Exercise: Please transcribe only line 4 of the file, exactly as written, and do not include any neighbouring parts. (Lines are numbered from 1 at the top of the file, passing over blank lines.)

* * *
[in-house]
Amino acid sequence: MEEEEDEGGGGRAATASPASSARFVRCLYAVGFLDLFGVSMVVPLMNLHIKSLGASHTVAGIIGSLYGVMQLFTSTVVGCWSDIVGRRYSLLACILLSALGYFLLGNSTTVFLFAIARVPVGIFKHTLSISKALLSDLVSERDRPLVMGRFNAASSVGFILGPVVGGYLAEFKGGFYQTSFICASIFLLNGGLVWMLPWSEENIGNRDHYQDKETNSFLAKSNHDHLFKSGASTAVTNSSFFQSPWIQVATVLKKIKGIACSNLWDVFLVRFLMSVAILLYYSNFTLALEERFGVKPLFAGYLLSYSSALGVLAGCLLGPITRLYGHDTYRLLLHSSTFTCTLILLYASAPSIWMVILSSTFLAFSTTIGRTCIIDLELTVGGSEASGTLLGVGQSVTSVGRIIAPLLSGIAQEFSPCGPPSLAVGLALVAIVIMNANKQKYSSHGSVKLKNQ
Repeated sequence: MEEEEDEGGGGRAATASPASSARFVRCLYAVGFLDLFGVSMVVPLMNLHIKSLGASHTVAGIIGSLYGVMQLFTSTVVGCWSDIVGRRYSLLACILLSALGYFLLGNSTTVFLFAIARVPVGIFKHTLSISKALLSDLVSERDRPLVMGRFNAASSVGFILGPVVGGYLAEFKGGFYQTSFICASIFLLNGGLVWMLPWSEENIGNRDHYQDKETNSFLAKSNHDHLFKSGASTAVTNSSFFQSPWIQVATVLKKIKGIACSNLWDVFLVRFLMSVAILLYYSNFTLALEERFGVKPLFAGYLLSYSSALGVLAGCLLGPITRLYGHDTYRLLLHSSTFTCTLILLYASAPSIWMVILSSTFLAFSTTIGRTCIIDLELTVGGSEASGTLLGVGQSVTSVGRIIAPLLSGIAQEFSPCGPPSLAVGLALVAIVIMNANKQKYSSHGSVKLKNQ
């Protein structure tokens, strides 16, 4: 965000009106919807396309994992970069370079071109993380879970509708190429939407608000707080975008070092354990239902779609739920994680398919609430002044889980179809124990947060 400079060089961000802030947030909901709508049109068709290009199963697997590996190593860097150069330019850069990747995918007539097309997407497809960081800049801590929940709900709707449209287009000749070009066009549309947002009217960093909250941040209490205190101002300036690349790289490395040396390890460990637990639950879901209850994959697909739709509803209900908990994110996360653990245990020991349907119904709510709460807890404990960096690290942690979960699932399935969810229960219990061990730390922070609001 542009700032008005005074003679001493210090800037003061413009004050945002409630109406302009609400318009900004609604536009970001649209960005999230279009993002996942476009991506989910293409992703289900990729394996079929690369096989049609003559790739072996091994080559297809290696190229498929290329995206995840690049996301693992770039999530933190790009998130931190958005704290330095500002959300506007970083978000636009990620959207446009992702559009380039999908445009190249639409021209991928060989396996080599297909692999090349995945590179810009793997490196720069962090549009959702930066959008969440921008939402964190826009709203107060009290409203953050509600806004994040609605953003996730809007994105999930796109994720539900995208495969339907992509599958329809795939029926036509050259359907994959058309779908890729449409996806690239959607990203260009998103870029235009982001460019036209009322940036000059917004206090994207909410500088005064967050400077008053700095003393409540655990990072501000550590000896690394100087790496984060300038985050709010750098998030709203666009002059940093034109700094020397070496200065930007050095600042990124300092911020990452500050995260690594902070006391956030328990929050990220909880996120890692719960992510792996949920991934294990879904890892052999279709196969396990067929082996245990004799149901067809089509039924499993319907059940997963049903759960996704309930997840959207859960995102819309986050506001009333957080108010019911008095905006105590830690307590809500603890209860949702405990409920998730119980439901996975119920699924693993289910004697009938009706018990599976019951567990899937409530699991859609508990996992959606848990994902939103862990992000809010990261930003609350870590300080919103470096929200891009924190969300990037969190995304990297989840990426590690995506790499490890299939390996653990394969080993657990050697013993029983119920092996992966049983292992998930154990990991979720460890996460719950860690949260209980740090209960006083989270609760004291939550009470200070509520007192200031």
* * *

């Protein structure tokens, strides 16, 4: 965000009106919807396309994992970069370079071109993380879970509708190429939407608000707080975008070092354990239902779609739920994680398919609430002044889980179809124990947060 400079060089961000802030947030909901709508049109068709290009199963697997590996190593860097150069330019850069990747995918007539097309997407497809960081800049801590929940709900709707449209287009000749070009066009549309947002009217960093909250941040209490205190101002300036690349790289490395040396390890460990637990639950879901209850994959697909739709509803209900908990994110996360653990245990020991349907119904709510709460807890404990960096690290942690979960699932399935969810229960219990061990730390922070609001 542009700032008005005074003679001493210090800037003061413009004050945002409630109406302009609400318009900004609604536009970001649209960005999230279009993002996942476009991506989910293409992703289900990729394996079929690369096989049609003559790739072996091994080559297809290696190229498929290329995206995840690049996301693992770039999530933190790009998130931190958005704290330095500002959300506007970083978000636009990620959207446009992702559009380039999908445009190249639409021209991928060989396996080599297909692999090349995945590179810009793997490196720069962090549009959702930066959008969440921008939402964190826009709203107060009290409203953050509600806004994040609605953003996730809007994105999930796109994720539900995208495969339907992509599958329809795939029926036509050259359907994959058309779908890729449409996806690239959607990203260009998103870029235009982001460019036209009322940036000059917004206090994207909410500088005064967050400077008053700095003393409540655990990072501000550590000896690394100087790496984060300038985050709010750098998030709203666009002059940093034109700094020397070496200065930007050095600042990124300092911020990452500050995260690594902070006391956030328990929050990220909880996120890692719960992510792996949920991934294990879904890892052999279709196969396990067929082996245990004799149901067809089509039924499993319907059940997963049903759960996704309930997840959207859960995102819309986050506001009333957080108010019911008095905006105590830690307590809500603890209860949702405990409920998730119980439901996975119920699924693993289910004697009938009706018990599976019951567990899937409530699991859609508990996992959606848990994902939103862990992000809010990261930003609350870590300080919103470096929200891009924190969300990037969190995304990297989840990426590690995506790499490890299939390996653990394969080993657990050697013993029983119920092996992966049983292992998930154990990991979720460890996460719950860690949260209980740090209960006083989270609760004291939550009470200070509520007192200031």